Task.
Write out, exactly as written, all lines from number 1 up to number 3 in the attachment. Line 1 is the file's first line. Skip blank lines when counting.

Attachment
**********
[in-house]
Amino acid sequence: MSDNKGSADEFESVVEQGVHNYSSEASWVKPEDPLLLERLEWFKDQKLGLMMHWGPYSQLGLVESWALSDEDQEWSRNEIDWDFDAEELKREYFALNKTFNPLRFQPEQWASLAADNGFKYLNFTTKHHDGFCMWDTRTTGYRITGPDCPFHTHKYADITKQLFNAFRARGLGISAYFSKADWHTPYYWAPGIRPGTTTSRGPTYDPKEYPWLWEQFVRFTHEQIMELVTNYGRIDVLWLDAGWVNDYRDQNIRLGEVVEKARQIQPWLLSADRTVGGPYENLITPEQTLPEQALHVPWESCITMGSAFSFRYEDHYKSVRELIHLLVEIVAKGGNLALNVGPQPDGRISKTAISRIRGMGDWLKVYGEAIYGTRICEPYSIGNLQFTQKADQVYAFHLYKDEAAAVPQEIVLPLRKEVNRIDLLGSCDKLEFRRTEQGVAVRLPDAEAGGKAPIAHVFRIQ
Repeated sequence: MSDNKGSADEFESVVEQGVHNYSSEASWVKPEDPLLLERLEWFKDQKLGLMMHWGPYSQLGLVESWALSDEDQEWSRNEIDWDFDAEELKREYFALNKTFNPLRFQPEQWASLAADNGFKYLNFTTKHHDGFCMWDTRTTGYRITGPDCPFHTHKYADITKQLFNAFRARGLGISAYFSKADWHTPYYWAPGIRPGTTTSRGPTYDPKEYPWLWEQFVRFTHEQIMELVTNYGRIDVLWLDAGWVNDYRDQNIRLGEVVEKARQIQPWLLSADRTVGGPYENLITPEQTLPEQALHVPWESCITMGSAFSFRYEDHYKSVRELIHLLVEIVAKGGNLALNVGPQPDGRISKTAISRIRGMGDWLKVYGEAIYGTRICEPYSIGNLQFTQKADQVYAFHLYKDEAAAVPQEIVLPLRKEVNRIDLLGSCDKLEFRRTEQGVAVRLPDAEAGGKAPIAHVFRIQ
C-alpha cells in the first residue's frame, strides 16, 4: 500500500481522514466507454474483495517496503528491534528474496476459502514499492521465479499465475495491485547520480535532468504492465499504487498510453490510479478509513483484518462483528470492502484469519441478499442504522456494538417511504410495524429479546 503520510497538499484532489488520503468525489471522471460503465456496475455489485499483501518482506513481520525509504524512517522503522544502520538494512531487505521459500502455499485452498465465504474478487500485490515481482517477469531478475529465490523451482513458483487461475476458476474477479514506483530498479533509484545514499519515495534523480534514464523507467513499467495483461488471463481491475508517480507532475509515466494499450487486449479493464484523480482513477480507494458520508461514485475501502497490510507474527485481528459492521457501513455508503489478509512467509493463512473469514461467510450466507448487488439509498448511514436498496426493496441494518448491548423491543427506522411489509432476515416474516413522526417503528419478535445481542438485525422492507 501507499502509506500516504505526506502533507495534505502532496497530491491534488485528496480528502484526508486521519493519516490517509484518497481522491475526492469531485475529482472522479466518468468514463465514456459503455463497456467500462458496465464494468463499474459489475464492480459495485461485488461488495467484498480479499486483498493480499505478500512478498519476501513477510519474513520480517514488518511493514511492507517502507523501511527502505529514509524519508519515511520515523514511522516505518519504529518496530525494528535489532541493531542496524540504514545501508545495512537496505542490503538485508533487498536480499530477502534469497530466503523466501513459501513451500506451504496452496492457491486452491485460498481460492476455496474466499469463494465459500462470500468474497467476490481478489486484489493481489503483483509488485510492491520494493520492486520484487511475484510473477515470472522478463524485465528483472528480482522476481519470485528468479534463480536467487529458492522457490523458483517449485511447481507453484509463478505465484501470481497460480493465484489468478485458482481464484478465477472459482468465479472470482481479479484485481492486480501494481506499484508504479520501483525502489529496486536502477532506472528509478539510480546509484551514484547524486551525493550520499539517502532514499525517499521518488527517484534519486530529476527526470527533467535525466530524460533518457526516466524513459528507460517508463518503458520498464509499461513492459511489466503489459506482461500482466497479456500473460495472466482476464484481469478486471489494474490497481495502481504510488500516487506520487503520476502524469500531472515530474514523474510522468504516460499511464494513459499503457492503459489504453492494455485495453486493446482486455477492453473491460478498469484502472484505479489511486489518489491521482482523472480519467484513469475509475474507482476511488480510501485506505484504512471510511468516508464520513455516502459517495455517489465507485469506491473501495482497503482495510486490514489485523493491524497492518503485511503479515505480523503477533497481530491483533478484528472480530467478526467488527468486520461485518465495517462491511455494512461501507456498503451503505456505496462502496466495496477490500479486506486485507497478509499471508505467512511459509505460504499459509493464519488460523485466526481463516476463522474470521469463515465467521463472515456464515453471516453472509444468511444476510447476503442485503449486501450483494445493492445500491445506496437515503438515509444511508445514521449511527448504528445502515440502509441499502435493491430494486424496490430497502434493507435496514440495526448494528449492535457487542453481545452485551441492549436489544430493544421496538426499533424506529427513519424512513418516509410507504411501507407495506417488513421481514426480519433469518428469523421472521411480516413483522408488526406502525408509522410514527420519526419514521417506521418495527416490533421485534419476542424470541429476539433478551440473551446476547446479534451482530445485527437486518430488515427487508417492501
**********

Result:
[in-house]
Amino acid sequence: MSDNKGSADEFESVVEQGVHNYSSEASWVKPEDPLLLERLEWFKDQKLGLMMHWGPYSQLGLVESWALSDEDQEWSRNEIDWDFDAEELKREYFALNKTFNPLRFQPEQWASLAADNGFKYLNFTTKHHDGFCMWDTRTTGYRITGPDCPFHTHKYADITKQLFNAFRARGLGISAYFSKADWHTPYYWAPGIRPGTTTSRGPTYDPKEYPWLWEQFVRFTHEQIMELVTNYGRIDVLWLDAGWVNDYRDQNIRLGEVVEKARQIQPWLLSADRTVGGPYENLITPEQTLPEQALHVPWESCITMGSAFSFRYEDHYKSVRELIHLLVEIVAKGGNLALNVGPQPDGRISKTAISRIRGMGDWLKVYGEAIYGTRICEPYSIGNLQFTQKADQVYAFHLYKDEAAAVPQEIVLPLRKEVNRIDLLGSCDKLEFRRTEQGVAVRLPDAEAGGKAPIAHVFRIQ
Repeated sequence: MSDNKGSADEFESVVEQGVHNYSSEASWVKPEDPLLLERLEWFKDQKLGLMMHWGPYSQLGLVESWALSDEDQEWSRNEIDWDFDAEELKREYFALNKTFNPLRFQPEQWASLAADNGFKYLNFTTKHHDGFCMWDTRTTGYRITGPDCPFHTHKYADITKQLFNAFRARGLGISAYFSKADWHTPYYWAPGIRPGTTTSRGPTYDPKEYPWLWEQFVRFTHEQIMELVTNYGRIDVLWLDAGWVNDYRDQNIRLGEVVEKARQIQPWLLSADRTVGGPYENLITPEQTLPEQALHVPWESCITMGSAFSFRYEDHYKSVRELIHLLVEIVAKGGNLALNVGPQPDGRISKTAISRIRGMGDWLKVYGEAIYGTRICEPYSIGNLQFTQKADQVYAFHLYKDEAAAVPQEIVLPLRKEVNRIDLLGSCDKLEFRRTEQGVAVRLPDAEAGGKAPIAHVFRIQ